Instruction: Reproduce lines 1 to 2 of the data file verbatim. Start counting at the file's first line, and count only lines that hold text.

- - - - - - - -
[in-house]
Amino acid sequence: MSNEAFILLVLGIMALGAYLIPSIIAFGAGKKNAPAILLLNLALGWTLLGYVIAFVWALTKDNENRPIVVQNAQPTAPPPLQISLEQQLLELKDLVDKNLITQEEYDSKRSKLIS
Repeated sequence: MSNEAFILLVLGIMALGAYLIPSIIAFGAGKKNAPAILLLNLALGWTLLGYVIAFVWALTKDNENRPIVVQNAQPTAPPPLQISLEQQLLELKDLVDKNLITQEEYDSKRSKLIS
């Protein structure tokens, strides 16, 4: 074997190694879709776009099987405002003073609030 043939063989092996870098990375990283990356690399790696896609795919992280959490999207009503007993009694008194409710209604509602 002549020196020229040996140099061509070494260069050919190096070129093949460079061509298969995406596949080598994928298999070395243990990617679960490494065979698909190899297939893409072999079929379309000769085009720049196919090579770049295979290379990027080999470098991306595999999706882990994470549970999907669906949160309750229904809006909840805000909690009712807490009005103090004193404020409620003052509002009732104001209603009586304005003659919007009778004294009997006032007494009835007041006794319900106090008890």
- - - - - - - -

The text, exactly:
[in-house]
Amino acid sequence: MSNEAFILLVLGIMALGAYLIPSIIAFGAGKKNAPAILLLNLALGWTLLGYVIAFVWALTKDNENRPIVVQNAQPTAPPPLQISLEQQLLELKDLVDKNLITQEEYDSKRSKLIS